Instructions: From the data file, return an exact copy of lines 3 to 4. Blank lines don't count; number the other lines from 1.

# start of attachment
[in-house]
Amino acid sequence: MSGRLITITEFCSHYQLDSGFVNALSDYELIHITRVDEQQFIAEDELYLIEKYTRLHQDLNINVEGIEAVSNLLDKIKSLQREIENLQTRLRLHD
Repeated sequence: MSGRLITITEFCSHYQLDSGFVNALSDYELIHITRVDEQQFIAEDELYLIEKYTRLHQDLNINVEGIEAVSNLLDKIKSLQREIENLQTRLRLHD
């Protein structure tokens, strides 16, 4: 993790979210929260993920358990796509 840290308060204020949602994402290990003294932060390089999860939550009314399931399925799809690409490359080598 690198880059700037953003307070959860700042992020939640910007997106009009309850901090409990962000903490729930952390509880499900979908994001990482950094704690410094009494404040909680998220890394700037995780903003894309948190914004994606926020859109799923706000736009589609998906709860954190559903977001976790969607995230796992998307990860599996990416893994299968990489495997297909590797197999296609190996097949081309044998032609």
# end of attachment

Repeated sequence: MSGRLITITEFCSHYQLDSGFVNALSDYELIHITRVDEQQFIAEDELYLIEKYTRLHQDLNINVEGIEAVSNLLDKIKSLQREIENLQTRLRLHD
């Protein structure tokens, strides 16, 4: 993790979210929260993920358990796509 840290308060204020949602994402290990003294932060390089999860939550009314399931399925799809690409490359080598 690198880059700037953003307070959860700042992020939640910007997106009009309850901090409990962000903490729930952390509880499900979908994001990482950094704690410094009494404040909680998220890394700037995780903003894309948190914004994606926020859109799923706000736009589609998906709860954190559903977001976790969607995230796992998307990860599996990416893994299968990489495997297909590797197999296609190996097949081309044998032609």